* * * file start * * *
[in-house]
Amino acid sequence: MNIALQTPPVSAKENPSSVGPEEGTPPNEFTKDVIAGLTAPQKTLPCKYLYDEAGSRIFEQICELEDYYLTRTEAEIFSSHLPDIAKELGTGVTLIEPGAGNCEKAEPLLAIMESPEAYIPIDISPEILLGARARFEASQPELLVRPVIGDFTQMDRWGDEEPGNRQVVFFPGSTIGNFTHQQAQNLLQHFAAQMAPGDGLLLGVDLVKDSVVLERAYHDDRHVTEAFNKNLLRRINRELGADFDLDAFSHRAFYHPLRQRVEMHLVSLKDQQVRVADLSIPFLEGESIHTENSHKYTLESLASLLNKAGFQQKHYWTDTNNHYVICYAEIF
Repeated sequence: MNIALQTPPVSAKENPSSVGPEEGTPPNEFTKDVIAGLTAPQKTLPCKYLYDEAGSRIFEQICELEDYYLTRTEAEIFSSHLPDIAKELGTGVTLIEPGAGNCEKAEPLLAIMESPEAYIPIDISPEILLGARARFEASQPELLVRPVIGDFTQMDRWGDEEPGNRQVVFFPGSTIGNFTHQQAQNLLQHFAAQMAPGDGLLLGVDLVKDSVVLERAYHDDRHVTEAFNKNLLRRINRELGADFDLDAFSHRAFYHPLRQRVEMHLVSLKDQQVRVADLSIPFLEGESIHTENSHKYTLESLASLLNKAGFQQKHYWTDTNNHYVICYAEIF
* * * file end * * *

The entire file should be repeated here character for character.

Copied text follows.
[in-house]
Amino acid sequence: MNIALQTPPVSAKENPSSVGPEEGTPPNEFTKDVIAGLTAPQKTLPCKYLYDEAGSRIFEQICELEDYYLTRTEAEIFSSHLPDIAKELGTGVTLIEPGAGNCEKAEPLLAIMESPEAYIPIDISPEILLGARARFEASQPELLVRPVIGDFTQMDRWGDEEPGNRQVVFFPGSTIGNFTHQQAQNLLQHFAAQMAPGDGLLLGVDLVKDSVVLERAYHDDRHVTEAFNKNLLRRINRELGADFDLDAFSHRAFYHPLRQRVEMHLVSLKDQQVRVADLSIPFLEGESIHTENSHKYTLESLASLLNKAGFQQKHYWTDTNNHYVICYAEIF
Repeated sequence: MNIALQTPPVSAKENPSSVGPEEGTPPNEFTKDVIAGLTAPQKTLPCKYLYDEAGSRIFEQICELEDYYLTRTEAEIFSSHLPDIAKELGTGVTLIEPGAGNCEKAEPLLAIMESPEAYIPIDISPEILLGARARFEASQPELLVRPVIGDFTQMDRWGDEEPGNRQVVFFPGSTIGNFTHQQAQNLLQHFAAQMAPGDGLLLGVDLVKDSVVLERAYHDDRHVTEAFNKNLLRRINRELGADFDLDAFSHRAFYHPLRQRVEMHLVSLKDQQVRVADLSIPFLEGESIHTENSHKYTLESLASLLNKAGFQQKHYWTDTNNHYVICYAEIF